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- Published 11.03.06
In the age of sequels, a remake of Abhimaan may not be out of place. The original story ? talented singer-husband gets jealous of more talented singer-wife ? has to be tweaked, of course. The 2006 version of the 1973 film could well be the tale of two would-be Parliamentarians. The husband has the first go, but fails to make a mark in politics. Exactly 20 years later, the wife makes her political debut. And, once again, she is a natural.
Like the original, the new film could star Amitabh and Jaya Bachchan. And like Abhimaan, which the Bachchans insist has nothing to do with the fact that Jaya, often described by critics as the more gifted of the two, gave up her cinematic career soon after marrying Amitabh, the sequel could loosely be based on the lives of the real-life actor couple.
That Jaya was a better politician was visible way back in the Eighties when Amitabh was elected to Parliament from Allahabad on a Congress ticket. One of their associates recalls how it was Jaya, and not Amitabh, who remembered the names of party workers and their roles. “She knew their foibles and their strengths. Those days we used to joke and say that she would have made a better Parliamentarian than her husband,” says the associate.
Earlier this week, 58-year-old Jaya’s political mien was more visible than ever when the Election Commission (EC) sought to disqualify her from Rajya Sabha, of which she is a member, for heading the Uttar Pradesh Film Development Board. The EC argued that she was holding what it believed was an office of profit. Jaya Bachchan reacted like a true politician: she spoke of political conspiracies, attacked her rivals and pointed out that the government had honoured her with a Padma Shri and her husband and late father-in-law, with a Padma Bhushan. Observers thought it was all good politics.
But that’s not surprising, really, for Jaya Bachchan ? nee Bhaduri ? grew up in a political milieu. Her father, Taroon Kumar Bhaduri, was a journalist based in Bhopal, known for his writings on the dacoits of Chambal. Young Jaya ? a student of St Joseph’s Convent ? grew up watching her father interact with the Madhya Pradesh political class. And, clearly, she learnt a few lessons because one of the first things that she did on becoming a member of Rajya Sabha in 2004 was to touch the feet of Madhya Pradesh strongman Arjun Singh, despite the fact that his Congress party has often been at loggerheads with her Samajwadi Party (SP).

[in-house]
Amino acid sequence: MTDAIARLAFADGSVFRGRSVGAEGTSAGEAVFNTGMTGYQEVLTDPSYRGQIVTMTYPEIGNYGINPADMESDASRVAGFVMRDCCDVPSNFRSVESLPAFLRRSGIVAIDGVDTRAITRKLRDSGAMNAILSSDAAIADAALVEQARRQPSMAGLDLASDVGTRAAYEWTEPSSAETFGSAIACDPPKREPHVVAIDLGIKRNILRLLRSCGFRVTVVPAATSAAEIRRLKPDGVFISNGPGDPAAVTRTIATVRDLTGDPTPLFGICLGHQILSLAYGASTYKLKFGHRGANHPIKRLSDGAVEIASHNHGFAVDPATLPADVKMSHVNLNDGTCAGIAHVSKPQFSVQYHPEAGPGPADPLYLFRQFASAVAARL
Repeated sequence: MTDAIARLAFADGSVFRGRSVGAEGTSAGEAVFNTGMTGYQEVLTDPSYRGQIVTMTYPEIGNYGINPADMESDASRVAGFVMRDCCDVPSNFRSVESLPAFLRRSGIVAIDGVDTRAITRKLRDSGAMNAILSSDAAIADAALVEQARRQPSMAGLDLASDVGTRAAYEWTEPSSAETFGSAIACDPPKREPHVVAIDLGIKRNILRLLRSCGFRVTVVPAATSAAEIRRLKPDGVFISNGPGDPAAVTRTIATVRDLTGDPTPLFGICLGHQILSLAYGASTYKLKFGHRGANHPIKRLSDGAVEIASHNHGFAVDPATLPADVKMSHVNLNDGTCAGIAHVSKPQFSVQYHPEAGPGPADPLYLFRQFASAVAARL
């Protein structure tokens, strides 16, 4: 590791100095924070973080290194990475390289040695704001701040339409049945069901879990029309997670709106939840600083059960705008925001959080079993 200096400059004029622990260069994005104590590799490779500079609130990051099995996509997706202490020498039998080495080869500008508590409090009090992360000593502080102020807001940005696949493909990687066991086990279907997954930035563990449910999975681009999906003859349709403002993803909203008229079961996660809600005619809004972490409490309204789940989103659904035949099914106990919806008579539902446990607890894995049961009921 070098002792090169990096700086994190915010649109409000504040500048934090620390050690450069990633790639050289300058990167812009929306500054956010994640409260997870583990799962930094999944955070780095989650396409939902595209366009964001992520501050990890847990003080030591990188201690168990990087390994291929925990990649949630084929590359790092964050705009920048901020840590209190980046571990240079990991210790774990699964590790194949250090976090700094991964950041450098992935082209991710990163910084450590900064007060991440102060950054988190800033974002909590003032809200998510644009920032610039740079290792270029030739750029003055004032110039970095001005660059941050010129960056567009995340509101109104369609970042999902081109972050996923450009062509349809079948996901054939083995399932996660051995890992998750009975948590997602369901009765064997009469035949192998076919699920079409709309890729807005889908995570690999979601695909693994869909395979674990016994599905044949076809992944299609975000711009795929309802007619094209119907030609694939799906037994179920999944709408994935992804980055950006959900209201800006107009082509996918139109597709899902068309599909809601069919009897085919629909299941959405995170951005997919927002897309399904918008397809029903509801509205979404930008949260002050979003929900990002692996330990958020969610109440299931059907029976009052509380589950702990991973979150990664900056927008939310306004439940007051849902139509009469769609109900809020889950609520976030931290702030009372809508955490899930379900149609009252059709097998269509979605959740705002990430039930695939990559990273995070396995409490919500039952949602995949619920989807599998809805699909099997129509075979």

Most political observers believe that Jaya is not like other film stars in Parliament ? a group that includes such luminaries as Hema Malini and Govinda. She sits through all sessions, dons her stern-looking reading glasses and takes copious notes. “She is extremely hard-working,” says fellow SP Rajya Sabha member Shahid Siddiqui. “She insists on sitting through long sessions ? however boring they may be.”
There is something about her appearance, too, that seems to mark her out as a serious politician. Hema Malini comes in her floral chiffons and Jaya Prada in her designer dark glasses. Jaya Bachchan, on the other hand, is mostly to be seen in simple salwar kameezes or nondescript sarees. There is a trace of the old Guddi in her ? the role of a simple girl that she essayed in Hrishikesh Mukherjee’s eponymous film of 1972.
In fact, though Jaya started her acting career with a role in Satyajit Ray’s Mahanagar in 1963, and did some 35 films after Guddi ? including Sholay and Mili in 1975 ? she is yet to lose the Guddi tag. But political watchers believe that Jaya is not quite as simple minded as Guddi, who mixed up reel life with real life. “She is a smart person who knows what life is all about,” says a Parliament watcher.
If you are a friend of Amar Singh ? as Jaya Bachchan is ? you can’t but know your onions. Yet, despite being a member of the SP ? led by Uttar Pradesh chief minister Mulayam Singh Yadav and ably supported by Amar Singh ? Jaya has her own set of political friends. In Parliament, she mostly spent her time with Marxist MP Chandrakala Pandey, who has now retired. And just the other day, she was seen all in a huddle with fellow actors and Congress supporters Dilip Kumar and Saira Banu ? an image that Congress minister Jairam Ramesh promptly captured on his camera phone.
Yet Mulayam Singh Yadav is clearly Jaya’s political mentor. Their ties started to strengthen soon after he became chief minister in 1993. Mulayam later told reporters that the Bachchans went to his home town, Etawah ? where Amitabh even sang and danced at a public rally ? but refused to stay in a hotel. They put up, instead, in Mulayam’s house, and the CM recalled organising rabris and malpuas for them.
Political sources believe that Mulayam Singh Yadav and Amar Singh are grooming Jaya for a bigger political role. There is some talk that she may fight a Lok Sabha election from Jaunpur. Last week, she was in neighbouring Pratapgarh to pay a visit to Babu Patti ? father-in-law Harivansh Rai Bachchan’s village ? to inaugurate a library named after the late poet.
The Bachchans, clearly, have a symbiotic link with Jaunpur. Six years ago, Amitabh had described himself as a farmer from Jaunpur when he bought 20 acres of agricultural land near Pune. Under the laws of Maharashtra, he had to be a farmer to buy farm land.
The Lok Sabha election may take a while to happen, but Jaya Bachchan is not going to be out of Parliament for long, if at all. For Jaya, who has raised issues such as the state of blood banks, the problems of music piracy and the difficulties faced by people with disabilities in Parliament, is not bowing out of politics.
After all, the actress has found her true calling ? and a field where she is clearly miles ahead of her husband. But to know how the story develops, you’ll have to wait for the sequel.